At 46 I am not considered old in the current culture, however, I am getting there quickly. Each year there are new and unique trials: more frequent visits to doctors, less patience with familiar situations and people and thoughts to the coming reality of death and being ready for it.
I just finished a book by J.L. Packer, “Finishing the Course With Joy”, a book on engaging with our reality of growing older.
Our culture does not prize the old, it prizes: youth, so called originality, the latest tool and tech, wealth, and freedom from all constraints. As you grow older you begin to question your value to a culture that does not value your experience, wisdom, stories, and availability. So to grow older with joy is the message of this short book from Packer.
Let me save you some time – if you are not a person of faith, you have no hope. You will attempt to relax your way into death, or squeeze the last bit of bitter fruit from a life of hopelessness. If there is not Christ, then there is only death. If you had a legacy it will be changed in the history books over time and your children will die the same as you and you’ll be forgotten with the last breath of your grandchild.
Only Christ offers hope to all, including the aging. Your are soul and body and they both require a redemption.
Your soul, “the built in principle of awareness, responsiveness, interaction, and relationships. Cognitive enquiry and thought; interrogation of persons, situations, and resources; memory of things past and the sense of identity that remembering generates: feeling emotions and forming plans; perceiving and performing creative work in the arts, and the grasping of reality of the goodness, beauty, and truth: creative relationships with other people – all these are activities of the soul,” writes Packer (Finishing Our Course With Joy, Packer, Crossway Publishing, 2014, Pg. 40-14)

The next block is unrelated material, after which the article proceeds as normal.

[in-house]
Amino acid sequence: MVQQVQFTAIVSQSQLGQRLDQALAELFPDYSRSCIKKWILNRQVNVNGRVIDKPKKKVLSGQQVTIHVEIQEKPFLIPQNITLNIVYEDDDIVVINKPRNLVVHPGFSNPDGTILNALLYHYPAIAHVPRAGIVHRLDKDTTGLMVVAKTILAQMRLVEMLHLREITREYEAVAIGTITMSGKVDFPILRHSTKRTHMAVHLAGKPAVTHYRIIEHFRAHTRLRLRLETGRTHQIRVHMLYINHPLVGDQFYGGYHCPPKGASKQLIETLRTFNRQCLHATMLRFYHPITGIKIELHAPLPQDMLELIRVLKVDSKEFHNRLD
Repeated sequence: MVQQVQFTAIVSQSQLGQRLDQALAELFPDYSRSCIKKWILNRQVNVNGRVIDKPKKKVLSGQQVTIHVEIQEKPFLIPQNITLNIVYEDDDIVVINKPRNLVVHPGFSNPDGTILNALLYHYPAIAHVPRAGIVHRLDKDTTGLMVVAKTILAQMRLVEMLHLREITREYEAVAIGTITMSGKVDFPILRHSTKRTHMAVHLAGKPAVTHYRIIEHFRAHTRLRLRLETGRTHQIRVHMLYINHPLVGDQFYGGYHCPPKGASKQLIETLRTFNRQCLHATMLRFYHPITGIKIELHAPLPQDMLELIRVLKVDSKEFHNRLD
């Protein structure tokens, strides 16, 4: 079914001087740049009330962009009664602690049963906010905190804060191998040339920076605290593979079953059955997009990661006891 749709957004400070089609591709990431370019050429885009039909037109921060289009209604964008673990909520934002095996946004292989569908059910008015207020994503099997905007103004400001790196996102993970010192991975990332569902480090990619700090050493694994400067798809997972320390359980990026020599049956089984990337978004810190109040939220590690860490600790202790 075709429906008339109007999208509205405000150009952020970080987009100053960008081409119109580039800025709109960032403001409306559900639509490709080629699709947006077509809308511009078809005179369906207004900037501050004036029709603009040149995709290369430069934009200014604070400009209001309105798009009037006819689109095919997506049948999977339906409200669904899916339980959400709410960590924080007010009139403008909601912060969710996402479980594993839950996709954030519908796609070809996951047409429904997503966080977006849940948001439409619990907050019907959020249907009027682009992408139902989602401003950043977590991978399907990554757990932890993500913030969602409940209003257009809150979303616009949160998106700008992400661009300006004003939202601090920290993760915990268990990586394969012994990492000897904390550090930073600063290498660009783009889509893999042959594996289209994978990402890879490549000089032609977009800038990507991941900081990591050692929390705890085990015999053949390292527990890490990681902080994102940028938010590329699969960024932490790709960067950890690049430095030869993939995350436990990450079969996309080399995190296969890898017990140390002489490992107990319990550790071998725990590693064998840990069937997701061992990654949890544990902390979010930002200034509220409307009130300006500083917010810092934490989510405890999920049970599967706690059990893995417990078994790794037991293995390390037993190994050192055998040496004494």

If what makes us what we are is not eternal, then all is meaningless to quote Ecclesiastes.
If you know Christ then lets press on, if not, call me.
God is a god of mass, he created a physical world and gave us a body in which to occupy it. While your body will begin to fail you, there is good news in Christ, a new body to the faithful. “God likes matter, he made it,” wrote William Temple the Archbishop of York.
This hope can press us through our old age with joy. As Christians we must keep going; we must not retire from thinking, activity, and engagement until our body, mind or both fail us in total.
“The word retire is not in my Bible,” said evangelist Billy Graham.
We must continue to learn.
Lifelong learning should be just that – lifelong. We must continue to learn about our faith, others, history, science, and technology. We must continue to engage in the liberal arts as well as the Bible. “Congregations in every age must see themselves as learning communities,” says Packer. (Finishing Our Course With Joy, Packer, Crossway Publishing, 2014, Pg. 65)
We must continue to lead.
There is always someone who is need of your leadership within and outside your family. Commit to them with availability and encourage them to engage with good resources, practices, and people. “In close and affectionate relationships there is always an element of leadership.” (Finishing Our Course With Joy, Packer, Crossway Publishing, 2014, Pg. 67)
We must have zeal.
Others must feel our commitment to the faith, people and ideas we love through our words and life of action. “Nowhere does Scripture suggest that this divine renewing process is programmed to go on hold as we age.” (Finishing Our Course With Joy, Packer, Crossway Publishing, 2014, Pg. 73)
We must look forward.
“God is there and He is not silent,” said Frances Schaeffer, and if He is there then he deserves our affection and efforts. We must look to the moment we are not only spiritually, but physically in His presence. “The world changing impact made by Christians during the first hundred years reflected directly this joy and excitement with which they grasped this hope of glory.” (Finishing Our Course With Joy, Packer, Crossway Publishing, 2014, Pg. 84)
Press on my aging friends – there is yet much for us to do.